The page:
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Obama Is Out of Date
The Facebook Generation should not be voting for a command-and-control dinosaur.

Mitt Romney shares a laugh with students from Bradley University.

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Michael Barone

Time for a postmortem on the race for the Republican presidential nomination.

Yes, I know Ron Paul and Newt Gingrich are still out there saying interesting things. And that Rick Santorum says it’s only halftime and argues he can somehow overtake Mitt Romney by carrying his home state of Pennsylvania.

But polls there show a close race. And the idea that, if Romney falls short of a delegate majority, superdelegates will throng to a proudly unscripted, shoot-from-the-lip alternative is delusional. 

The interesting questions are what the primaries and caucuses tell us about the state of the Republican party and about Mitt Romney’s chances in the general election.

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In 2000, a time of apparent peace and prosperity, George W. Bush won the nomination by consolidating cultural conservatives and making inroads among the affluent. Cultural issues were then more important than economics or foreign policy.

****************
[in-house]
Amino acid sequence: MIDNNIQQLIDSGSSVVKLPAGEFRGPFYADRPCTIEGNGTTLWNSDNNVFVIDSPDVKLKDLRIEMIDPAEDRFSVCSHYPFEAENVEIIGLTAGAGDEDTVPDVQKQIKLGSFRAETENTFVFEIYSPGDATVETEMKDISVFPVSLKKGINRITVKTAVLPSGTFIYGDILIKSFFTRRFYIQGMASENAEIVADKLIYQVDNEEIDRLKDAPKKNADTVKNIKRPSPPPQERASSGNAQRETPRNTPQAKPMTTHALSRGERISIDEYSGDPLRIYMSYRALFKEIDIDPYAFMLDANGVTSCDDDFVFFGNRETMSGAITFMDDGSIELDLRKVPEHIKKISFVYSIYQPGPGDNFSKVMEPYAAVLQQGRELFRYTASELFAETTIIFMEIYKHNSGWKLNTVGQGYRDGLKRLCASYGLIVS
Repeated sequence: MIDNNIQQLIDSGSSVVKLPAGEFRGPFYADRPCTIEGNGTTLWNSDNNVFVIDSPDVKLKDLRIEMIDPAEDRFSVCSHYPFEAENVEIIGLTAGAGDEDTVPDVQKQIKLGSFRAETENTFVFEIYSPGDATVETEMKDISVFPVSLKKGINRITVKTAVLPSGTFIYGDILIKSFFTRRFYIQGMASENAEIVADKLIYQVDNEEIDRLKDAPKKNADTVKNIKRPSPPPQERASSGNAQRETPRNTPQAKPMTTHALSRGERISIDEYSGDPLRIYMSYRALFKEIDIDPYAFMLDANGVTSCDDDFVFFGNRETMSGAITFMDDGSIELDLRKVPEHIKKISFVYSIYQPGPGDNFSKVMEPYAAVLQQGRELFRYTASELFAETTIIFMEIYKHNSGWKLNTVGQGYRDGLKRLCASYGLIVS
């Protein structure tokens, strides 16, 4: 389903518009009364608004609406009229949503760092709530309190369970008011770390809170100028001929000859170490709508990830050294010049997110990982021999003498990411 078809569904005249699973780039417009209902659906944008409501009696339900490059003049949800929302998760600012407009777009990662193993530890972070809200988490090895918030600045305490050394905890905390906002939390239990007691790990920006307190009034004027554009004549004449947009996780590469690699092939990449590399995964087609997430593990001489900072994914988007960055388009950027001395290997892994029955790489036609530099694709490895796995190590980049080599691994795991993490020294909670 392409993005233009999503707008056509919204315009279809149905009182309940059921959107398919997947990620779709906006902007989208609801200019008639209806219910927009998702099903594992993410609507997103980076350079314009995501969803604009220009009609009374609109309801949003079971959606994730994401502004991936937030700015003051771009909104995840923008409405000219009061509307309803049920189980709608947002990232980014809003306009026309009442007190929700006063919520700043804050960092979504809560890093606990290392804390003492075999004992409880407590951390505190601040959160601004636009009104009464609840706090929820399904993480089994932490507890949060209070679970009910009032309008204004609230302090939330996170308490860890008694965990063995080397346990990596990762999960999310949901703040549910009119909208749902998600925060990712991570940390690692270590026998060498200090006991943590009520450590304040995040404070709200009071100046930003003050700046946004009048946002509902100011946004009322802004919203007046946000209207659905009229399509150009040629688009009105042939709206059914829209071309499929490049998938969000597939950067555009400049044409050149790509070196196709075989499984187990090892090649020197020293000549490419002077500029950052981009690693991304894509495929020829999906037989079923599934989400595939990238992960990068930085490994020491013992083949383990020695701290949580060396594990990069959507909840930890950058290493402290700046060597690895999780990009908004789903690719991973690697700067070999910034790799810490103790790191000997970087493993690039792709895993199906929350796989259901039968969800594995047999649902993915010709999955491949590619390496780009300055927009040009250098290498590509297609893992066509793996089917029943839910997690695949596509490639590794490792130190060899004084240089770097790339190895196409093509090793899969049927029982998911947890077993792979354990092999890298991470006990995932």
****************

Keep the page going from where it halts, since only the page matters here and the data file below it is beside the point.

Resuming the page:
This year, a time of economic stagnation and lingering war, Mitt Romney won the nomination by consolidating the affluent and making inroads among tea partiers. Economic issues far overshadow cultural issues.

Romney’s victory margins have come from the suburbs in big metropolitan areas. Unlike Bush, he’s been losing the rural and small-town counties. “Somewhat conservative” voters now personify the Republican party.

All of which suggests that this fall Romney may run much better than recent Republican nominees in affluent northern suburbs. They’ve voted increasingly Democratic over the past 20 years, turning target states into safely Democratic states. Now they may turn back again.

Additional evidence comes from the Pew Research surveys showing Democrats losing ground in the Obama years among white Catholics and Jews — groups disproportionately concentrated in affluent northern suburbs.

Affluent voters like articulate candidates and dislike impulsive ones. George W. Bush, despite his eloquent speeches, didn’t come across as articulate. He seemed to enjoy his Texas twang and mangled sentences with happy abandon. 

John McCain, more articulate, came across as impulsive, notably when he suspended his campaign amid the financial meltdown.

Through the primaries, Mitt Romney has come across as articulate if not exciting and methodical rather than impulsive.



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